I am now about halfway through a one-semester sabbatical. As I have posted about before, the central project of my sabbatical is a popular science book with the working title Breeders, Propagators, & Creators. I have had this idea kicking around in my head for a long time, and being on sabbatical has afforded me the time and focus needed to see if I can actually take my career in a new direction as a popular science author.
After talking to some of my friends who have published and who know the publishing landscape pretty well, I decided that I wanted to see if I could get my book published by a commercial press. I perceived a few advantages associated with getting my book published by a commercial press:
- Distribution: I wanted my book to have maximum impact (by being read by as many people as possible), so the commercial distribution model was appealing. A concern that I had (and still have) about academic and independent publishers is that books end up getting mostly sold to academic libraries or to a very niche market. I wanted my book to have a better chance at distribution than that. I think there are subtleties to distribution that go beyond “commercial = big, non-commercial = small”, but at first pass I was interested in the potential for large distribution that a commercial press affords.
- Publicity: How well the existence of a new book is publicized is related to distribution, but it also relates to opportunities to get one’s ideas out there. Commercial presses line up author talks and appearances in order to increase book sales, but from my perspective the opportunity to talk about the ideas in my book is just another way to get my ideas out there. Whether people decide to buy my book or not, I see the chance to talk about it as a big opportunity.
- Income: I am so lucky not to have to rely solely on income from something like popular science writing (honestly, having seen what it takes to make it in this realm I am even more impressed by dedicated science writers –people like Mary Roach — whose career is just writing about science). But as academics we are on nine-month contracts and our income reflects that: to really have a decent income — especially trying to survive in New York City — it helps to find a source of income for those three unpaid months. Many scientists get paid for these “off months” with grant money; I was hoping to use book advances to increase my income.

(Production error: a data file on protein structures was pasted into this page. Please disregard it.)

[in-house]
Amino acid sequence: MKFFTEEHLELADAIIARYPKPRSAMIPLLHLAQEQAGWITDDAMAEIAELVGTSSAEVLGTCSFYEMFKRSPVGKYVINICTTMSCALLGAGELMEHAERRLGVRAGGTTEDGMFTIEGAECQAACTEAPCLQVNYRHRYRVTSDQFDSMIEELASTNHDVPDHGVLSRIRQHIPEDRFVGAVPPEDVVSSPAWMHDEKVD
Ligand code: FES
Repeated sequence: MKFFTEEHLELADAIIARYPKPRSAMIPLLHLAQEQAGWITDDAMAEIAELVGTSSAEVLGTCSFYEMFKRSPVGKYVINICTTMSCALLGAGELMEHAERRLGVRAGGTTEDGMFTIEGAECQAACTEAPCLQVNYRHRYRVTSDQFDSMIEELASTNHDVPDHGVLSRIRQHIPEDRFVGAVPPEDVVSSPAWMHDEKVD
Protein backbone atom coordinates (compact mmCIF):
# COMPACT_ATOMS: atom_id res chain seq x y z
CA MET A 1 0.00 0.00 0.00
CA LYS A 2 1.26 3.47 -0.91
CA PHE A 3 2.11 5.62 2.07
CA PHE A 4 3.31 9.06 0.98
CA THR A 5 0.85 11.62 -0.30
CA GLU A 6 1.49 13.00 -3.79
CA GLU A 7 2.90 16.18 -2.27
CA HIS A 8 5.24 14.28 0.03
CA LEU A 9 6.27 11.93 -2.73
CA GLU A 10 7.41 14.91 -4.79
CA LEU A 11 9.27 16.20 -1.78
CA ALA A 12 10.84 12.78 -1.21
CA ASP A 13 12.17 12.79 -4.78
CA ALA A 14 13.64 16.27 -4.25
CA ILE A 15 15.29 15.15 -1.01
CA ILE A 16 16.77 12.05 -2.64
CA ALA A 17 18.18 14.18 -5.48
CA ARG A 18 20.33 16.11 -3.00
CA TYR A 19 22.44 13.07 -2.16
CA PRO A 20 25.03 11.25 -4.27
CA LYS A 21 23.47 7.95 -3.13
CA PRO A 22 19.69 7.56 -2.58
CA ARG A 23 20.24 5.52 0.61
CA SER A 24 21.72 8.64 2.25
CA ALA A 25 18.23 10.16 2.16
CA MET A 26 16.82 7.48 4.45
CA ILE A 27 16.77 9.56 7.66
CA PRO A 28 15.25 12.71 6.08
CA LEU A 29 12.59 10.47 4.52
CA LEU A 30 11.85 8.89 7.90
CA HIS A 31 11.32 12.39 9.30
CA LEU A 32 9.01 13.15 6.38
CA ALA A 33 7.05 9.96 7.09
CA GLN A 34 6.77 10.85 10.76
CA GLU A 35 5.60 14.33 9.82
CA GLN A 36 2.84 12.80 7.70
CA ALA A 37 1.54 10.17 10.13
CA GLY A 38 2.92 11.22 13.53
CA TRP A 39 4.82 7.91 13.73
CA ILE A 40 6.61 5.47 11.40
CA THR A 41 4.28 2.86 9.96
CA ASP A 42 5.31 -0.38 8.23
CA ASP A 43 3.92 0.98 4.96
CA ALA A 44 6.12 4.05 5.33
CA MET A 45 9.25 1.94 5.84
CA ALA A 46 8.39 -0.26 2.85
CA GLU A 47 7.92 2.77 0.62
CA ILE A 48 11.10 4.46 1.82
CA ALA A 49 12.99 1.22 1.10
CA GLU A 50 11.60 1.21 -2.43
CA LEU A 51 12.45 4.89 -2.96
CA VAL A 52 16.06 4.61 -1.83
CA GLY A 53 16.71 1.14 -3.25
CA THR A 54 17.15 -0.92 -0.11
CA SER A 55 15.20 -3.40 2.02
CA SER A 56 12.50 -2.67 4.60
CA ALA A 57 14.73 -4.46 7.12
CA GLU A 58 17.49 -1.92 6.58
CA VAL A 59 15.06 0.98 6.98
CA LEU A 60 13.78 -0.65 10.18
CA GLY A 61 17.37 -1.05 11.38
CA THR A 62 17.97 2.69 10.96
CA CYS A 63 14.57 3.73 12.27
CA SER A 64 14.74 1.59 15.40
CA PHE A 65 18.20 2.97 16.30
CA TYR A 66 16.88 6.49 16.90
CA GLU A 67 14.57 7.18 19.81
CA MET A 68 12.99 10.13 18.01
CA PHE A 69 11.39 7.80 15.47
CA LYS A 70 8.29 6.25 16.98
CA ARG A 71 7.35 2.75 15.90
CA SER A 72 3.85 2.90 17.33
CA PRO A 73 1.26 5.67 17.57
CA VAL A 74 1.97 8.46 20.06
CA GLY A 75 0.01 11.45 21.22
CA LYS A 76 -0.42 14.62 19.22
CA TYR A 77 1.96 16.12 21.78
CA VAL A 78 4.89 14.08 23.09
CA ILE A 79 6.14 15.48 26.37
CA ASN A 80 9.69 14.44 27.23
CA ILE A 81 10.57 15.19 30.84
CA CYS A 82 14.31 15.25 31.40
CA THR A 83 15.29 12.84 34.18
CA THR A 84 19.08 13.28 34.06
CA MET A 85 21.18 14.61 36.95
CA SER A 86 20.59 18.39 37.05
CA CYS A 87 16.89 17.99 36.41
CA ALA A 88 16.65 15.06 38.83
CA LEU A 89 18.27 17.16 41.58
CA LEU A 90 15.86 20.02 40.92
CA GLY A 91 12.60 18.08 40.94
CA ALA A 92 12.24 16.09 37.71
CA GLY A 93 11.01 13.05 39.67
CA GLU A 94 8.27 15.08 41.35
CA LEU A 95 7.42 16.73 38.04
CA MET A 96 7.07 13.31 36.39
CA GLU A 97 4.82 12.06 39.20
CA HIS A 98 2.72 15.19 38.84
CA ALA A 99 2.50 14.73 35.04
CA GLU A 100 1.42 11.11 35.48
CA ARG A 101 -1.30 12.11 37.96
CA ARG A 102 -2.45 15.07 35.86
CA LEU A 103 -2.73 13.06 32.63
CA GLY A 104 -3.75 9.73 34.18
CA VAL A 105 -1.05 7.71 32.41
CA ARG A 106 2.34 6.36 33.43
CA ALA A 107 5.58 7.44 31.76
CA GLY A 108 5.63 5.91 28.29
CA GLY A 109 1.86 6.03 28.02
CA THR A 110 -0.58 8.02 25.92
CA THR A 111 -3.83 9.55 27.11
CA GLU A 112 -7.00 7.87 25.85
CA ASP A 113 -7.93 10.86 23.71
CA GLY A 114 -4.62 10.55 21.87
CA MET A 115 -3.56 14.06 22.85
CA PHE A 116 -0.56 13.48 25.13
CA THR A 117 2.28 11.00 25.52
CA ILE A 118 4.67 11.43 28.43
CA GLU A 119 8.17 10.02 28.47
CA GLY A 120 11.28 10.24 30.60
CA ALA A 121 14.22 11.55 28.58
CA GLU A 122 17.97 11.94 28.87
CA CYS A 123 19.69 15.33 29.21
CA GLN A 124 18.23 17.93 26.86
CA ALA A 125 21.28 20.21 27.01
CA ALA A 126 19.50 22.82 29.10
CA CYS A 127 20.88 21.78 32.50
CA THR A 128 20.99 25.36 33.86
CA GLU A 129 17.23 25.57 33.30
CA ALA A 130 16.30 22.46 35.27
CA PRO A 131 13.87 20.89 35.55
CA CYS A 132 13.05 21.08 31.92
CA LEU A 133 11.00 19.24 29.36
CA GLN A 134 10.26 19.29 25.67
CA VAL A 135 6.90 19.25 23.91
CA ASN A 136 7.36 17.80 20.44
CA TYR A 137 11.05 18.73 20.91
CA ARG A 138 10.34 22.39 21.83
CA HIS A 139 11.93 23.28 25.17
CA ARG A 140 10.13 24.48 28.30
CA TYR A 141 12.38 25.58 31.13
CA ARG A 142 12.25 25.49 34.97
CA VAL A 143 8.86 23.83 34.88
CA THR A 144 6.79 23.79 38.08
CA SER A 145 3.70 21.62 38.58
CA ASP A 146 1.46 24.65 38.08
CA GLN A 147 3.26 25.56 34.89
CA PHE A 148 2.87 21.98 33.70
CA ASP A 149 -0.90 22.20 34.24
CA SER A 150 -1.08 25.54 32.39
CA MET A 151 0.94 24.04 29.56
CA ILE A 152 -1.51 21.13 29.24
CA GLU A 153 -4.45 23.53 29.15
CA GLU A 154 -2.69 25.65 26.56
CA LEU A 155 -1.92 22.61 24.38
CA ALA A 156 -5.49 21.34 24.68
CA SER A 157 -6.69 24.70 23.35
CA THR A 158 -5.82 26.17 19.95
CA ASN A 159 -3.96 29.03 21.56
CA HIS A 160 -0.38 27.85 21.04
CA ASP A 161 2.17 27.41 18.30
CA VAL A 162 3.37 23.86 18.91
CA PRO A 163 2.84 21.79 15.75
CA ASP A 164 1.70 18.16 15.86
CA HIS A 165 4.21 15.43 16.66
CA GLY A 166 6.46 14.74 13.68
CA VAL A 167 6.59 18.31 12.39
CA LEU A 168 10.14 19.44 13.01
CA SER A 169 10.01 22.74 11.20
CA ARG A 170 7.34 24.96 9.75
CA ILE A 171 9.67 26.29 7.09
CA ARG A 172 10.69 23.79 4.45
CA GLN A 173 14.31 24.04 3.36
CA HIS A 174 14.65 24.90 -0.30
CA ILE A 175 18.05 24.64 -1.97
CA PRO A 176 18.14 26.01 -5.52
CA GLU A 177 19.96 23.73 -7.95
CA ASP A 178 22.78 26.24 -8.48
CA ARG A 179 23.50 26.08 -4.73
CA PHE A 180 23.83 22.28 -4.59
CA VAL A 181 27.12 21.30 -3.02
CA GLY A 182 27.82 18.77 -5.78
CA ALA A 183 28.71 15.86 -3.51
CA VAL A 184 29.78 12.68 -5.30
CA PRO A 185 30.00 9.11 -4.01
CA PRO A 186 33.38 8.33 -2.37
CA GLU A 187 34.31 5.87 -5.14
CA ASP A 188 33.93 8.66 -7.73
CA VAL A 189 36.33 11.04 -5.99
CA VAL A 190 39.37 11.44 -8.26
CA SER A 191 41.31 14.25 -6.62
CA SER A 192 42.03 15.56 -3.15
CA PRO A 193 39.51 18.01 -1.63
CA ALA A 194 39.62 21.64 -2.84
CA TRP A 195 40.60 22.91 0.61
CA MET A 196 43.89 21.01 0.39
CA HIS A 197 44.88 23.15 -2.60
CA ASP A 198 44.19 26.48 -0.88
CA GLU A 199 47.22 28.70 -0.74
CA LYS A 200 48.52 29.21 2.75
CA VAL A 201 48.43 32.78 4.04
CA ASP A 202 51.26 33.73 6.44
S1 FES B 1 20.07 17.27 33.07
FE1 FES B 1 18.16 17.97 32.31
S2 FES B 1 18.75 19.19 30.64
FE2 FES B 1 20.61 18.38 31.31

Looking at this list now I can see that some of my motivations for trying to get a literary agent may not have fully reflected who I am, either personally or professionally. Some of the advantages that I perceived in commercial publishing may also not have been completely accurate. But this is how I was thinking when I decided to do what it takes to get on a commercial press: try to attract the representation of a literary agent.
I never cease to be surprised by how many bizarre little pockets of culture there are out there in the human-created universe, and the world of literary agents is certainly one of those pockets. Who knew that there were so many people trying to sell book ideas for others? Who knew that this world would be so chaotic (and yes, I do mean with a pattern but one that is difficult to discern!)?
The advice I got was to put together a book proposal and a query letter and start fishing. Initially I thought that I should just write the book and then shop it — something that would certainly take me longer than this four-month sabbatical — but it was explained to me that literary agents don’t like complete nonfiction manuscripts: they like a proposal that they can help shape and then sell to commercial presses. This is how things work in nonfiction, including popular science: publishers buy proposals and then give authors an advance with which to write the book over a fixed period of time.